Speech: Don’t Forget to Say “Thank You,” by Jeff Harman


If I heard it once, I heard it a thousand times from my mother when I was growing up.

Good ol’ Mom. “Don’t forget to say THANK YOU”, she reminded again and again.

Don’t you hate having to say THANKS for stuff you don’t want, especially when you’re a kid?

I didn’t WANT to thank Aunt Mildred for the six pairs of socks she gave me for my birthday.

Or thank Grandma for those fuzzy Christmas slippers with the reindeer on top.

After a few years of that, it makes you not want to thank anybody for ANYTHING.

“Don’t forget to say THANK YOU”. Well, I actually wish I would have remembered that advice later on. In 1979, I was 25 years old. My Mom called me on the phone. “Your dad’s gone,” she said. That’s all she needed to say. I knew what she meant.

While reflecting on those times, I realized that I hadn’t thanked my Dad in YEARS. I was NOT going to say that I never had the CHANCE to thank him, because that’s not true. I had plenty of chances.

What would have I thanked him for?

Well, I don’t recall that he ever explained to me the mysteries of life. He never passed on any unforgettable words of wisdom to me that I remember.

I would have said thanks for just playing catch with me when I knew he really didn’t want to. That was important to me. Or thanks for fixing up and painting my brother’s old bike before giving it to me for my birthday. That meant a lot. But, if nothing else, I would have thanked him just for being there.

With that, I had finally learned that lesson from Mom.

Mom lived until she was 85. In her later years, she lived about 300 miles up the coast. I’d call her on the phone every week. We’d talk about this and that, politics, and the state of the world. Sometimes she’d get depressed. Whenever that happened, I’d come back and say, “Well, Mom, you sure raised a family of good kids, didn’t you?”

And she’d laugh and say, “Yes, I did.” And I was so happy that I could thank her like that many times in the last few years of her life.

Last year, I was attending an adult baseball camp in Las Vegas. One night, there was a banquet and the keynote speaker was Maury Wills.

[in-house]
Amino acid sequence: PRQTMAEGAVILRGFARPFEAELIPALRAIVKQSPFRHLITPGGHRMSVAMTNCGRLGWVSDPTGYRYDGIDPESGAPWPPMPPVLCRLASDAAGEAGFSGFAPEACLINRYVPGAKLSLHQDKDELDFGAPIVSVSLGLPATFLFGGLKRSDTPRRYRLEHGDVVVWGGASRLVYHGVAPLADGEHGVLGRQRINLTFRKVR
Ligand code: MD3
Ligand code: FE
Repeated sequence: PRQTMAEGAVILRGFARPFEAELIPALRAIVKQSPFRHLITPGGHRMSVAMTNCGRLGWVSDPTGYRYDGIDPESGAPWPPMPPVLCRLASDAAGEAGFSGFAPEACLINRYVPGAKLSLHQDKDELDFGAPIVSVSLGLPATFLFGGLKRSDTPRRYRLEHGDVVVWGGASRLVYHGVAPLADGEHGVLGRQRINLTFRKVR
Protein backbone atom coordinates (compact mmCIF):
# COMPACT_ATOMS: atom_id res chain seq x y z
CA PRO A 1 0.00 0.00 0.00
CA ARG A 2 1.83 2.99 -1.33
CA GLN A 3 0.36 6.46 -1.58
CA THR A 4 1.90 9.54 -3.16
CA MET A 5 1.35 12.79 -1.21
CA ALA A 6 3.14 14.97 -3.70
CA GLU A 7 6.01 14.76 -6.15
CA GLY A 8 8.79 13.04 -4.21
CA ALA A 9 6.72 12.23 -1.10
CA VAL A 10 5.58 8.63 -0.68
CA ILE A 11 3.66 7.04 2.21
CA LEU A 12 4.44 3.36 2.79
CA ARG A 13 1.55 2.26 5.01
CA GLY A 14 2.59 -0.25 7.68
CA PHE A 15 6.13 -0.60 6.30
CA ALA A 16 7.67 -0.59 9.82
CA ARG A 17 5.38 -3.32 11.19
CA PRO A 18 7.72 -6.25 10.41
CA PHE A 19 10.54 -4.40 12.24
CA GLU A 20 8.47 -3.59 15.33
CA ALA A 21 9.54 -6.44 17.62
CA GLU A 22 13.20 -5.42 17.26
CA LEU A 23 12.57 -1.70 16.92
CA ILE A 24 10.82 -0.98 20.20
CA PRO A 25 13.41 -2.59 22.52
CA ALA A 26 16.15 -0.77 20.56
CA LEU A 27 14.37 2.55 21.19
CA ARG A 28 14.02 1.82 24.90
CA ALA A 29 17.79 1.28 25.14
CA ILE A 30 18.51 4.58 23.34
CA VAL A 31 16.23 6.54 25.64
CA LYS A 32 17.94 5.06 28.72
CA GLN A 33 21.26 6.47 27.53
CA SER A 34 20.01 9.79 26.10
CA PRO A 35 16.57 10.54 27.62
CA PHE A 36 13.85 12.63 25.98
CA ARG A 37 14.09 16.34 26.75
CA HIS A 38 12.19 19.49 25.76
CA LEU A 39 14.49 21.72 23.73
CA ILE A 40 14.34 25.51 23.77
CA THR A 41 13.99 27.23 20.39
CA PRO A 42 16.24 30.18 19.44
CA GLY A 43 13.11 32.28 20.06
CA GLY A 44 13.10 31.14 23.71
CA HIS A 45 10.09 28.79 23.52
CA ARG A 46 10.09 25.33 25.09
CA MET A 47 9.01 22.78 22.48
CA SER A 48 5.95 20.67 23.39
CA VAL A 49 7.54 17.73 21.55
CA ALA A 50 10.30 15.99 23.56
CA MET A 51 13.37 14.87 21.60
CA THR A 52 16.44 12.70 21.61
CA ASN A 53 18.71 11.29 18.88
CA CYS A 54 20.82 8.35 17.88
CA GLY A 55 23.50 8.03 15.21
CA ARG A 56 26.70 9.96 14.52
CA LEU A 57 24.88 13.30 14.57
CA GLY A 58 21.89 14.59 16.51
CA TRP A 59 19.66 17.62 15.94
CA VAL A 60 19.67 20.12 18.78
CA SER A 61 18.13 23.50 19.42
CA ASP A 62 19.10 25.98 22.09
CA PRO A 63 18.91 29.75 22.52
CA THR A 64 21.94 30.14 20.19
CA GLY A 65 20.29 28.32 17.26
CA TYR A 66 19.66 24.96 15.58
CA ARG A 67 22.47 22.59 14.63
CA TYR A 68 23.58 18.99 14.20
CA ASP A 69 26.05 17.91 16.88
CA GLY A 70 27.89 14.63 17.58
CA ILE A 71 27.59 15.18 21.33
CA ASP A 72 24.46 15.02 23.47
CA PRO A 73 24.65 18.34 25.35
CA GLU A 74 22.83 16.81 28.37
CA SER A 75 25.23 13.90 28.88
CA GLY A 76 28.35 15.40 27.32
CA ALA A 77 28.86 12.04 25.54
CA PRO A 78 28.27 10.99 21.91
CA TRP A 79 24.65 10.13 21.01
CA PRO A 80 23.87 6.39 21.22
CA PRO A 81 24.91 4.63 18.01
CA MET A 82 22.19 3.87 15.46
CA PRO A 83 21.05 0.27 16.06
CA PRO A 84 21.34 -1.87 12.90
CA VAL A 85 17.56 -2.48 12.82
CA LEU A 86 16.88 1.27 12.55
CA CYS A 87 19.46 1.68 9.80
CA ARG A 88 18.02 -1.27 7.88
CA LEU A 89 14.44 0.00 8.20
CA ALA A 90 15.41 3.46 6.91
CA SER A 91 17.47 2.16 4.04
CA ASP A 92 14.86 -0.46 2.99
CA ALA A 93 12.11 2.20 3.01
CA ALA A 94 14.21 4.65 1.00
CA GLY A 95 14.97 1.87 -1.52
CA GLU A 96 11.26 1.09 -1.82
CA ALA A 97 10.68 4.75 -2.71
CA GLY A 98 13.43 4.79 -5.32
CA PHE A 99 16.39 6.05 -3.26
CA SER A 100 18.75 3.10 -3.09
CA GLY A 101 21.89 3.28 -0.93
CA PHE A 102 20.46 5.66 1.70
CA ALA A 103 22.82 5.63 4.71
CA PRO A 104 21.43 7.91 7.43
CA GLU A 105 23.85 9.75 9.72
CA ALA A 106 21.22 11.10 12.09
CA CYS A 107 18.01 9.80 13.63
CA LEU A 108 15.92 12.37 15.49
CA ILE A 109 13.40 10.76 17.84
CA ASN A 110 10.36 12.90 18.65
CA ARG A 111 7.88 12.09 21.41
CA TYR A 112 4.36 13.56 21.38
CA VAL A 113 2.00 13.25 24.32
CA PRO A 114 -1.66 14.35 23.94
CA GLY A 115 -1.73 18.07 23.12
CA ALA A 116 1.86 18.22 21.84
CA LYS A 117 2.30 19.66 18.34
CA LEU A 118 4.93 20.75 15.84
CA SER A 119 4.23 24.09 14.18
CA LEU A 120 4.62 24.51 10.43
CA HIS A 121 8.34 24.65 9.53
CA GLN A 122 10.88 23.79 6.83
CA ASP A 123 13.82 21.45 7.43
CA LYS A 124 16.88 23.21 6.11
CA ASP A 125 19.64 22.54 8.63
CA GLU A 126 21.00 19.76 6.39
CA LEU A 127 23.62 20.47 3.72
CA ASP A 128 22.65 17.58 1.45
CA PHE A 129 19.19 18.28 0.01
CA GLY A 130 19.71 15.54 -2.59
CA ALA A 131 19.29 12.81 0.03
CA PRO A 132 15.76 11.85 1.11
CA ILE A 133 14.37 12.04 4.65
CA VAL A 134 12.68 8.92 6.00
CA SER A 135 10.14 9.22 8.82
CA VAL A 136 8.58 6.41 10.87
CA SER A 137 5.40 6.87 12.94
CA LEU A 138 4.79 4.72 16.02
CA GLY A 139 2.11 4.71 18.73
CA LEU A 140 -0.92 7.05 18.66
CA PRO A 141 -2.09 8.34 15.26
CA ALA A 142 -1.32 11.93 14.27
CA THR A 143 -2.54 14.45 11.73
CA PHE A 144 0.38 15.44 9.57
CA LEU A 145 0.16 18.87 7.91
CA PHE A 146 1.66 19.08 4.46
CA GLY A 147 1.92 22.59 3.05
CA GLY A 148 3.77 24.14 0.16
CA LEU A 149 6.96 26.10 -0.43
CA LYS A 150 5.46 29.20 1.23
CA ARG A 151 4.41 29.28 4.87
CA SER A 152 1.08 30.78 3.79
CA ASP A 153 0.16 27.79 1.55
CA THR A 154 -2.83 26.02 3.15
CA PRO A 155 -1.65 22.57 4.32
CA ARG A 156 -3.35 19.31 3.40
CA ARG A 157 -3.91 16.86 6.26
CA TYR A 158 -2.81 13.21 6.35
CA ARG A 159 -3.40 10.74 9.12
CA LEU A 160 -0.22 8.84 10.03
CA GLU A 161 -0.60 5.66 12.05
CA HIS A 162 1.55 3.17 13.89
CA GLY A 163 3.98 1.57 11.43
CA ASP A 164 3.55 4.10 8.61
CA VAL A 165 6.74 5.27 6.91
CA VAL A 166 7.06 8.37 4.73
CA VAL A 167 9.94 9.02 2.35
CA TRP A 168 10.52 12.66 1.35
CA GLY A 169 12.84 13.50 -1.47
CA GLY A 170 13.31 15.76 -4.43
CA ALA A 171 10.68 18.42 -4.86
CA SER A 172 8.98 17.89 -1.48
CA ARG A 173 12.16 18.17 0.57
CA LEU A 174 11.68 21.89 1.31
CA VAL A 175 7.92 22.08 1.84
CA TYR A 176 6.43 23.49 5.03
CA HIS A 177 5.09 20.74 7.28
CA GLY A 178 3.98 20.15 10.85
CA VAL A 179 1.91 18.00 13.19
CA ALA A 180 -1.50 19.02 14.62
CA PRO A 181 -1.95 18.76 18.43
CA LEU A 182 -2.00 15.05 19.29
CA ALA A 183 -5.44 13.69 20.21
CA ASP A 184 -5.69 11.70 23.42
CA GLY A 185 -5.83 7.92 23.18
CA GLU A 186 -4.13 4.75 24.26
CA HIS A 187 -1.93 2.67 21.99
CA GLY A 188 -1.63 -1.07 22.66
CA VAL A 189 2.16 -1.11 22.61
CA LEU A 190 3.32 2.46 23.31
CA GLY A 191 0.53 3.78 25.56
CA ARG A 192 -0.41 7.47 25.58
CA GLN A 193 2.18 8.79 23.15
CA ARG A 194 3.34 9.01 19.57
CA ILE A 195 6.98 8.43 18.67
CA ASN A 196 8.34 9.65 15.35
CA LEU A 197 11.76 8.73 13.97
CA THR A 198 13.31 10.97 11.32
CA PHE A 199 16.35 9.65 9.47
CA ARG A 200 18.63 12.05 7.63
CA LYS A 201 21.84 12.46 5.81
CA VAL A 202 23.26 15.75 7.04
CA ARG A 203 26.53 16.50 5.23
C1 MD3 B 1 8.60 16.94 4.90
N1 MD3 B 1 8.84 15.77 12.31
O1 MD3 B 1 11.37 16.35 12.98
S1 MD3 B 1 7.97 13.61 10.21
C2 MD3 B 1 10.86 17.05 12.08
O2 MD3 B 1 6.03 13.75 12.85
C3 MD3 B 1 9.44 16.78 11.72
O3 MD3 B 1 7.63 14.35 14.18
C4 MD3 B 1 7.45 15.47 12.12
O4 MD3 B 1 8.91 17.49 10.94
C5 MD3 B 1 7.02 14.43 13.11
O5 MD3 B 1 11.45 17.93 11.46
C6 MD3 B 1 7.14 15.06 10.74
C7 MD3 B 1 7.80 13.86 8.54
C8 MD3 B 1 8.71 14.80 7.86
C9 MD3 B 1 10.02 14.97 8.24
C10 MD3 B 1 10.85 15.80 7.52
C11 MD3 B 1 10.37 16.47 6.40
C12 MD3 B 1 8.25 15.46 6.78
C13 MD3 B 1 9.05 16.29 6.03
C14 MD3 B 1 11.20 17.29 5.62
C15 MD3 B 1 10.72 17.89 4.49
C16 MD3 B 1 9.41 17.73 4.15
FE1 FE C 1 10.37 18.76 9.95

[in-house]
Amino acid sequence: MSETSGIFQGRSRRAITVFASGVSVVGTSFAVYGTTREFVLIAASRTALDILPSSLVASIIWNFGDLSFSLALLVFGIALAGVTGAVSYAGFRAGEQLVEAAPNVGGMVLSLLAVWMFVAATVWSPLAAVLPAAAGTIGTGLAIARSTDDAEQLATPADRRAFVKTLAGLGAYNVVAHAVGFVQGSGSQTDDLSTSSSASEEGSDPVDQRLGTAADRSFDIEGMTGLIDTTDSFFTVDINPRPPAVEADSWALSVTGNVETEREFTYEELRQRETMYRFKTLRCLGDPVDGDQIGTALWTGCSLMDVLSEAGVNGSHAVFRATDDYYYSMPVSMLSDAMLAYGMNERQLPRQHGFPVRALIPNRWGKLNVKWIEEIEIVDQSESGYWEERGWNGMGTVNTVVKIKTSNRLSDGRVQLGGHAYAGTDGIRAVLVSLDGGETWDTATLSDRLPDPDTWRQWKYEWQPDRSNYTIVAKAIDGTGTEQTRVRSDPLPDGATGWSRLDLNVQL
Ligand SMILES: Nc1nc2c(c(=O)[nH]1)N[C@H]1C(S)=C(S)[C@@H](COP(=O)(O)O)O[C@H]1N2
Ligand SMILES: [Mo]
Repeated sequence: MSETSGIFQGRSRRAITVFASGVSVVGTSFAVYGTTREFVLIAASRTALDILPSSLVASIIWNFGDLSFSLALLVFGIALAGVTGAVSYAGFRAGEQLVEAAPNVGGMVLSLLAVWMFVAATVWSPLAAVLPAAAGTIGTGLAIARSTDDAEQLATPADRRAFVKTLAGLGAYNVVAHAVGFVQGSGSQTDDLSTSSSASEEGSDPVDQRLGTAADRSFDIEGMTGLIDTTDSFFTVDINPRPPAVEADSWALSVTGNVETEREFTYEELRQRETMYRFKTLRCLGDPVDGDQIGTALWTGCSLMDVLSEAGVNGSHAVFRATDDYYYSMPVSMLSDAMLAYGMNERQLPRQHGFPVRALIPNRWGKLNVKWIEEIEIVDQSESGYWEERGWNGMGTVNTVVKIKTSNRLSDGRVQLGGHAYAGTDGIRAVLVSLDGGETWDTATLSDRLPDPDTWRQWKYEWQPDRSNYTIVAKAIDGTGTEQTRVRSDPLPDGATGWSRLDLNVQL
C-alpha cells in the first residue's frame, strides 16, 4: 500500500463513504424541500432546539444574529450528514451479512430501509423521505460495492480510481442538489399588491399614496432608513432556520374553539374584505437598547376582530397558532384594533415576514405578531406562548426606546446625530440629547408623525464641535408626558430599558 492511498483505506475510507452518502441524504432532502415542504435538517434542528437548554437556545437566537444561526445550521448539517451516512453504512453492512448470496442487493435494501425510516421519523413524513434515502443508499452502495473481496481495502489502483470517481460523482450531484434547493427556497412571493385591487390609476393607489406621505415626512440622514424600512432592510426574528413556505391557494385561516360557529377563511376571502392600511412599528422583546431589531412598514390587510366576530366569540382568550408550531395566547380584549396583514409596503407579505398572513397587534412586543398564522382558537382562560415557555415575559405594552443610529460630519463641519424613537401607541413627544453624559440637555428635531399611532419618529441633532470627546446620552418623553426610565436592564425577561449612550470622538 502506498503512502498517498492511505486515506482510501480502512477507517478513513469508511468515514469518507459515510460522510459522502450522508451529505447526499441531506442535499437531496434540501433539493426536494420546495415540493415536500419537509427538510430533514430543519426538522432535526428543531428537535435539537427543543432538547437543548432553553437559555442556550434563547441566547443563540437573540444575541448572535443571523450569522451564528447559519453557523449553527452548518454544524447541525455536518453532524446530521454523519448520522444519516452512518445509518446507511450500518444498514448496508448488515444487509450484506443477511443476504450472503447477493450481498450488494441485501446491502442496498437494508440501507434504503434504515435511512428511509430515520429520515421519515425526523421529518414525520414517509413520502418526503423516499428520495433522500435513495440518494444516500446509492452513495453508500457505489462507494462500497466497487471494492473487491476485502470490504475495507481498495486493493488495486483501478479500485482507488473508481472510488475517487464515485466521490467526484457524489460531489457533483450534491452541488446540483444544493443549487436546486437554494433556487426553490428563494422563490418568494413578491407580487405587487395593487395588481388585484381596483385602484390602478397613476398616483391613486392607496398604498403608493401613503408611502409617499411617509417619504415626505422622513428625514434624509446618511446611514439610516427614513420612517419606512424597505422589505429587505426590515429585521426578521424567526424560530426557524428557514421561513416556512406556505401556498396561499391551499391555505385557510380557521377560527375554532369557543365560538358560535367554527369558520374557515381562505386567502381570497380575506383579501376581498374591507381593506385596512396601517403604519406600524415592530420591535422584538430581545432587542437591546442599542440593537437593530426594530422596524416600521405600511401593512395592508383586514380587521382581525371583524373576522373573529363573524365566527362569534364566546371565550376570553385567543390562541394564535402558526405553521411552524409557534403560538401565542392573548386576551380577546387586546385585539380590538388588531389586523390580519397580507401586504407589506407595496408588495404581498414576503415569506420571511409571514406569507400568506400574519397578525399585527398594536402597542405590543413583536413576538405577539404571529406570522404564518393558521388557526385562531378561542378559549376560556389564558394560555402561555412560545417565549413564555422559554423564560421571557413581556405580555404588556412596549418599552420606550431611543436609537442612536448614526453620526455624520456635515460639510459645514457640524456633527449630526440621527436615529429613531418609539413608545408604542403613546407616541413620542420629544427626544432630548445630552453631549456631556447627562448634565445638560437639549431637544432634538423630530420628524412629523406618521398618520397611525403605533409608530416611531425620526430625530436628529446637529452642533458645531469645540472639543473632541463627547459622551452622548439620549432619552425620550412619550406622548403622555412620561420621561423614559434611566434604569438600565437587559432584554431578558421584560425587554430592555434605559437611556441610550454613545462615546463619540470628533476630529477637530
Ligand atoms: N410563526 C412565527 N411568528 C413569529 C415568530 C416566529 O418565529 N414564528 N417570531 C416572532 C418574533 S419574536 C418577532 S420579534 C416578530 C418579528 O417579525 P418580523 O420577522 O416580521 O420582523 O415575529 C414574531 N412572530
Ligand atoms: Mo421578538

Maury Wills played shortstop for the Los Angeles Dodgers when I was 10 years old and growing up right over here in North Hollywood. And I loved the Dodgers. And Maury Wills was my favorite player. He was short, skinny, and spry, just like I was in those days.

Back then, I was such a huge baseball fan that I neglected a lot of other things in life. Like school.  I hated school, but most of all, I hated to read books. Especially the kind of books that had lots of words and no pictures. I read comics like Superman, Batman and the Green Hornet.

The one day, my friend Bob, brought a book to school. And the title of the book was, “It Pays to Steal.” Not really the type of book you’d expect to see in Catholic School. But the book was an autobiography written by Maury Wills. The title had to do with his skill at stealing bases. And although I hated reading books, this one was written by my hero. I had to read this one.

And I did. And it was wonderful. He talked about how he grew up in the projects in Washington DC, played ball as a teenager with no shoes, used flattened paint cans as bases, drafted by the Brooklyn Dodgers, but knocked around in the minor leagues for 8 years before his major league debut in 1959.

It was a great story. But the result of all that was that books weren’t so bad! I could actually read a real book. And it was fun! I even got a library card, went to the library, checked out books, and started to learn all kinds of things. It changed my life.

So fast forward 45 years later, to last year in Las Vegas. And there was Maury Wills at the lectern talking baseball. And when he had finished speaking, there was a question-and-answer period.

So my hand shot up. He called on me. I stood up and said, “Mr. Wills, (I couldn’t call him Maury!) I said, “Mr. Wills, I don’t have a question for you. I just wanted to thank you for something you did for me a long time ago.” And I told him and the audience the story about reading his book, my first real book, so many years before.

He was just thrilled. You should have seen the look on his face. I’m certain that no one had ever thanked for something like that before.

Have YOU ever wanted to thank someone who influenced your life in some way, but you never did? You know, it might not be too late.

Perhaps a brother, a sister, a teacher, an aunt or uncle, a former boss, maybe even a baseball player would love to hear from you.

Can you imagine how thrilled they would be to hear a THANKS from you?

If you did that, you wouldn’t just make their day, you might just make their life!

So do what MOM says: Don’t forget to say thank you.

About Jeff Harman

Jeff is a Distinguished Toastmaster and the current Sergeant-at-Arms of Renaissance Speakers.